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If you’re a woman or a physician who treats woman, you should be aware that starting April 1, California joins Connecticut, Virginia, Texas and New York states with a new breast density notification law. A two paragraph statement will be included in the results letter a patient receives if dense breast tissue is reported by the interpreting radiologist on her mammogram. It will explain that breast density may be associated with a higher risk of breast cancer and that it makes mammograms harder to read.
This information is provided to raise awareness and to encourage a woman to start discussions with her doctor to determine which screening options are right for her.
The law does not mandate either specific additional screening such as an MRI, 3-D mammography, gamma imaging, hand held or automated breast ultrasound, nor does it mandate insurance coverage for additional screening methods.
Dense breasts have a relatively high proportion of glandular or connective tissue (which is white on mammograms) relative to fat (which is gray or black.) Cancers also appear white and can be hidden in the dense tissue--similar to a white rabbit in a snow bank. This is nature's variation and NOT an abnormality. About 40% of women who receive mammograms have dense breast tissue. This is especially true of women under 50 years old. Density is only observed on a mammogram and cannot be determined by how breasts feel by physical examination.
Breast density and its effect on mammogram interpretation has been included in reports for a long time. Breast density is an observation that can vary by radiologist. There is reasonable consistency in the extremes of fatty (10%) and extremely dense (10%) breast tissue. The variation can be with the categories of scattered fibroglandular tissue and heterogeneously dense the comprise the 80% between the extremes.
Overall density is sometimes difficult to reliably quantify as breast tissue is not a cube within a capsule. Instead, patterns are quite variable. Sometimes the dense tissue is concentrated on one area such as directly behind the nipple or in the upper outer quadrant. There can also be variation from year to year. The appearance can be affected by weight changes that alter the quantity of fat or by hormones. Equipment has been developed to attempt to objectively analyze tissue, but it is not widely available and the practical impact and accuracy has not been assessed.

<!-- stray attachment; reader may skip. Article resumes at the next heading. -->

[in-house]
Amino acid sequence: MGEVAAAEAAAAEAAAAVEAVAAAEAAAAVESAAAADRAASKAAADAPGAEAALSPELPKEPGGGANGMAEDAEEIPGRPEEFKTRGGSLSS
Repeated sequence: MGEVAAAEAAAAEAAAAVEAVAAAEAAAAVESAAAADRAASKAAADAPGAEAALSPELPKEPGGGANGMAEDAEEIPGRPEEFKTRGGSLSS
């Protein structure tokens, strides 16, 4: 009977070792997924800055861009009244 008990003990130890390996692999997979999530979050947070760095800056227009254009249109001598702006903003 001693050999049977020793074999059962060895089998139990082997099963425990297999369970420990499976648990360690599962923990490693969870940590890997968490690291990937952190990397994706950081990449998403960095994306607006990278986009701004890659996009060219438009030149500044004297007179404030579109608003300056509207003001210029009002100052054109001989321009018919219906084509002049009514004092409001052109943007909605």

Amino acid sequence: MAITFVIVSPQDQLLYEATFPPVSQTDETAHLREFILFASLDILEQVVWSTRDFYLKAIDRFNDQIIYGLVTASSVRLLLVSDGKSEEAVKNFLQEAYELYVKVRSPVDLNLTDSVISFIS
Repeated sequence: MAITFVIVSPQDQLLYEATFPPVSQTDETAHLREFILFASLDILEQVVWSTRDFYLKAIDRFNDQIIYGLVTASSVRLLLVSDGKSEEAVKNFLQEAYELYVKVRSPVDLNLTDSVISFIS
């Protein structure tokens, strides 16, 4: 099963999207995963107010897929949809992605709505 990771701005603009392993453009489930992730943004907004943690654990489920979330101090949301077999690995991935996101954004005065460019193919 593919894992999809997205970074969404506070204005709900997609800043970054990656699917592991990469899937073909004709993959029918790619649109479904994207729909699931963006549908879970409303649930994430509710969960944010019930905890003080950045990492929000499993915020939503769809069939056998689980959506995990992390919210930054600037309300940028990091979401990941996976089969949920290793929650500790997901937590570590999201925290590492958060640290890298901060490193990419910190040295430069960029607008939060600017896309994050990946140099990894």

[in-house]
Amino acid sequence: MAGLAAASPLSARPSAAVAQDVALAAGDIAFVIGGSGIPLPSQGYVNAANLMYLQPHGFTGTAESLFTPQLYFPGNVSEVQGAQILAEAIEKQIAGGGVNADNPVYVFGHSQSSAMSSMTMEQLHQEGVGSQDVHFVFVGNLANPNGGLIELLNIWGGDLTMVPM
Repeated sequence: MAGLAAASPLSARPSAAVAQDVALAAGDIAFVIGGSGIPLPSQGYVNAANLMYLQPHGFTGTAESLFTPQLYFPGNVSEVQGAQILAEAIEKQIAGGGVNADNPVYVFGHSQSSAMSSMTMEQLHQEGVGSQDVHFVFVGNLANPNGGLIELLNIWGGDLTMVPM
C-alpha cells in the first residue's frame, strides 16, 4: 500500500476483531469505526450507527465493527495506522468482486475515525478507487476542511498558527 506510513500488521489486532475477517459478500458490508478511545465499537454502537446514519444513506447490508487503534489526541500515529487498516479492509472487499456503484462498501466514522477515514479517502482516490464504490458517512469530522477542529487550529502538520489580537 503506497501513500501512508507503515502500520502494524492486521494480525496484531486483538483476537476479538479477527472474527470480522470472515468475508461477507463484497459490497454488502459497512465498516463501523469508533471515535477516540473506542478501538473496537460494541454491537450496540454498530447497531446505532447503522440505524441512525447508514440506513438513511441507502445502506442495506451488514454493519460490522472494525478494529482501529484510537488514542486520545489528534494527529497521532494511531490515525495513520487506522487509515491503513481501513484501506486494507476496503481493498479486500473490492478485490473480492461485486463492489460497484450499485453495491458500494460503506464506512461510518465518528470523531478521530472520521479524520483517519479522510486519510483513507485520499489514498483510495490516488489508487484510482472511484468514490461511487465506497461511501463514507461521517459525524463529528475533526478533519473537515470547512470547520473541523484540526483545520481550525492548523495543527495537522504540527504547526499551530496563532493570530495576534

The law can stimulate discussion about overall risk assessment. Dense breast tissue is a risk factor for breast cancer, but it is not the only risk factor. We don't want women to believe they are destined to have breast cancer because of dense tissue, nor do we want women with fatty breasts to be unconcerned about risks and the need for screening. Strategies should be tailored to women as individuals.
Excellent risk assessment models exist incorporate variables such as age, previous high risk breast biopsies, family and personal cancer history, hormonal status and so on. It has been shown that women and their doctors over and underestimate their breast cancer risk at both ends of the risk spectrum so these models are helpful tools.
Additional screening tests will undoubtedly find more cancer, but they will also likely result in significant increases in false positives that result in more biopsies and follow up for things that are not cancer. Ironically, this is at a time when screening critics and U.S. Preventive Services Task Force recommendations have caused confusion for patients and doctors.
There’s not enough scientific evidence to show these additional screenings help reduce deaths from breast cancer. Mammography is the only screening that has been effective in doing that. They are complementary exams and NOT substitutes for mammography. Here are some additional screening tests:
Breast notification laws can make you and your referring physician aware of issues surrounding breast density. Better information is always good, but there are always unintended consequences of laws.
All dense breast tissue may not be the same. Now all women categorized as heterogeneously dense or extremely dense will be told they have dense breast tissue even though the effect of density is less in the former category. Surprisingly, there is very little in scientific literature discussing breast density laws and their effects. Many unanswered questions remain about the biology of breast cancers and breast density.
Many women, when told they have dense breast tissue, will feel they absolutely must have additional testing. Others may be anxious and confused and drop out of screening altogether. It is important to have as much information as possible and realistically discuss risk/benefits.
There's not a lot you can do if you have dense breast tissue, but there may be lifestyle issues that you can control such as hormone therapy, obesity, alcohol intake, and exercise.